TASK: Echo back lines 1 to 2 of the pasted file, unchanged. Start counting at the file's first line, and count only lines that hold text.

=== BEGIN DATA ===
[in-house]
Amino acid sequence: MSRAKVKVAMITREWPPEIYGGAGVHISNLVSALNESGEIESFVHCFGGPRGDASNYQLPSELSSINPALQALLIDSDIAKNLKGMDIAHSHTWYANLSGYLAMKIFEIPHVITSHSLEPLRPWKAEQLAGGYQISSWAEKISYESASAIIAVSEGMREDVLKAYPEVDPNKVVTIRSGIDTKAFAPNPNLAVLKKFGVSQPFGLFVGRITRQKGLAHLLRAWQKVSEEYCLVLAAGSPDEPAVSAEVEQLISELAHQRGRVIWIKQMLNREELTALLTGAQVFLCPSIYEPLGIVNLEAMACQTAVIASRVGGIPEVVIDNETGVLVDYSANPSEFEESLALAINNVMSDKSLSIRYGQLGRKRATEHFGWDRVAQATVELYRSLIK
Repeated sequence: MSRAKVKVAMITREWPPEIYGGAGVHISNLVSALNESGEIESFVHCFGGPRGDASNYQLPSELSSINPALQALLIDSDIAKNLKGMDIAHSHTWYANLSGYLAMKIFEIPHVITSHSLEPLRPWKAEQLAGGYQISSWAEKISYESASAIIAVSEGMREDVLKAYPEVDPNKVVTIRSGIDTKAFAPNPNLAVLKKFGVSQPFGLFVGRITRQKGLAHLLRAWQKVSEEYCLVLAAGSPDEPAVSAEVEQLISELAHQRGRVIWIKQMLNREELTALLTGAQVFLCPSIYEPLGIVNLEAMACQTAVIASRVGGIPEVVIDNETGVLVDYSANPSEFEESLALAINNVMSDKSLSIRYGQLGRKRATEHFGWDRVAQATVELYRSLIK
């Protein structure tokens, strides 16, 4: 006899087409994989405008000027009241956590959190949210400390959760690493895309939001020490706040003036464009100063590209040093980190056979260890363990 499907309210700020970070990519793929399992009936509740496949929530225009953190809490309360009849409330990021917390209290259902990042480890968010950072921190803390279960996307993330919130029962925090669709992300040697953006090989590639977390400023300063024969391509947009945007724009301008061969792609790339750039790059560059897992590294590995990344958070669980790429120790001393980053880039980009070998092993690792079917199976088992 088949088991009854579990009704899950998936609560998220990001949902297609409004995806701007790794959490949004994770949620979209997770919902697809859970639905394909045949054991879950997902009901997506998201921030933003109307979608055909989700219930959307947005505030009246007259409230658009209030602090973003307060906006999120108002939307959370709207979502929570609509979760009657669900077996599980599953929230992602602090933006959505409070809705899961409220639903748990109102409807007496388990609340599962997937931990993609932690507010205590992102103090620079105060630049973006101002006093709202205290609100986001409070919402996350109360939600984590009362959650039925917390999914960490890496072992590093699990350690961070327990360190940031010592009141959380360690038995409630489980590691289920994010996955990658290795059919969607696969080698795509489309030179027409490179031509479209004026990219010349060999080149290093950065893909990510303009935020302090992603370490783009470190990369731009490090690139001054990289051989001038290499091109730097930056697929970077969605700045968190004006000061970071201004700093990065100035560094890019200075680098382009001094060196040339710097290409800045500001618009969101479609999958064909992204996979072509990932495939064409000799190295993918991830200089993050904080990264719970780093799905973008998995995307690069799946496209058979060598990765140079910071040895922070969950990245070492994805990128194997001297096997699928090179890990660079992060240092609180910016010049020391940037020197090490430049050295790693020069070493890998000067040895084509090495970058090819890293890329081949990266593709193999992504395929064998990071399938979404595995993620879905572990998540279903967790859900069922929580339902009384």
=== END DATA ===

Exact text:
[in-house]
Amino acid sequence: MSRAKVKVAMITREWPPEIYGGAGVHISNLVSALNESGEIESFVHCFGGPRGDASNYQLPSELSSINPALQALLIDSDIAKNLKGMDIAHSHTWYANLSGYLAMKIFEIPHVITSHSLEPLRPWKAEQLAGGYQISSWAEKISYESASAIIAVSEGMREDVLKAYPEVDPNKVVTIRSGIDTKAFAPNPNLAVLKKFGVSQPFGLFVGRITRQKGLAHLLRAWQKVSEEYCLVLAAGSPDEPAVSAEVEQLISELAHQRGRVIWIKQMLNREELTALLTGAQVFLCPSIYEPLGIVNLEAMACQTAVIASRVGGIPEVVIDNETGVLVDYSANPSEFEESLALAINNVMSDKSLSIRYGQLGRKRATEHFGWDRVAQATVELYRSLIK